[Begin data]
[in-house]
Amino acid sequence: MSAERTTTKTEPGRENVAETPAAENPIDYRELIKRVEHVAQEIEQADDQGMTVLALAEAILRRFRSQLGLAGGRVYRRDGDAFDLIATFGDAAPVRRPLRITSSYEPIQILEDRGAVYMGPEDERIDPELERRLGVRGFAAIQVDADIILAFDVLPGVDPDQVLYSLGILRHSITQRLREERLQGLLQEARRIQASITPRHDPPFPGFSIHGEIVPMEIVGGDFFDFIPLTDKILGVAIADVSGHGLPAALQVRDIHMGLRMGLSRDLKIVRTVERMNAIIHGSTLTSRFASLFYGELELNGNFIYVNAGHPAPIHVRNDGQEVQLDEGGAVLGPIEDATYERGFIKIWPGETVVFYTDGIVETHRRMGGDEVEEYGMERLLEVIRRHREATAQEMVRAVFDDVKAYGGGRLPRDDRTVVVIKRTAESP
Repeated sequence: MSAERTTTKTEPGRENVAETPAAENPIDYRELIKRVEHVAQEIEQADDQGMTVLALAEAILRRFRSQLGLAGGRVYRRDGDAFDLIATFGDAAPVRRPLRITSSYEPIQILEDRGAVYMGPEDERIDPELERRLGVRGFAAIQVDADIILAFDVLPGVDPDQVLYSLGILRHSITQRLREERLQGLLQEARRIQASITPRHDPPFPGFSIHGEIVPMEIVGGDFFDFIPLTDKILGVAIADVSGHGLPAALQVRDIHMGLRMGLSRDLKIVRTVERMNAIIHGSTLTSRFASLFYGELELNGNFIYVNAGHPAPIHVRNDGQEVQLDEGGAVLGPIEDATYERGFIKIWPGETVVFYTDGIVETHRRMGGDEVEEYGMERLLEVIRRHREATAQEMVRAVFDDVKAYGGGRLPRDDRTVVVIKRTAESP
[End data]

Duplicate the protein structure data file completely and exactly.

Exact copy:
[in-house]
Amino acid sequence: MSAERTTTKTEPGRENVAETPAAENPIDYRELIKRVEHVAQEIEQADDQGMTVLALAEAILRRFRSQLGLAGGRVYRRDGDAFDLIATFGDAAPVRRPLRITSSYEPIQILEDRGAVYMGPEDERIDPELERRLGVRGFAAIQVDADIILAFDVLPGVDPDQVLYSLGILRHSITQRLREERLQGLLQEARRIQASITPRHDPPFPGFSIHGEIVPMEIVGGDFFDFIPLTDKILGVAIADVSGHGLPAALQVRDIHMGLRMGLSRDLKIVRTVERMNAIIHGSTLTSRFASLFYGELELNGNFIYVNAGHPAPIHVRNDGQEVQLDEGGAVLGPIEDATYERGFIKIWPGETVVFYTDGIVETHRRMGGDEVEEYGMERLLEVIRRHREATAQEMVRAVFDDVKAYGGGRLPRDDRTVVVIKRTAESP
Repeated sequence: MSAERTTTKTEPGRENVAETPAAENPIDYRELIKRVEHVAQEIEQADDQGMTVLALAEAILRRFRSQLGLAGGRVYRRDGDAFDLIATFGDAAPVRRPLRITSSYEPIQILEDRGAVYMGPEDERIDPELERRLGVRGFAAIQVDADIILAFDVLPGVDPDQVLYSLGILRHSITQRLREERLQGLLQEARRIQASITPRHDPPFPGFSIHGEIVPMEIVGGDFFDFIPLTDKILGVAIADVSGHGLPAALQVRDIHMGLRMGLSRDLKIVRTVERMNAIIHGSTLTSRFASLFYGELELNGNFIYVNAGHPAPIHVRNDGQEVQLDEGGAVLGPIEDATYERGFIKIWPGETVVFYTDGIVETHRRMGGDEVEEYGMERLLEVIRRHREATAQEMVRAVFDDVKAYGGGRLPRDDRTVVVIKRTAESP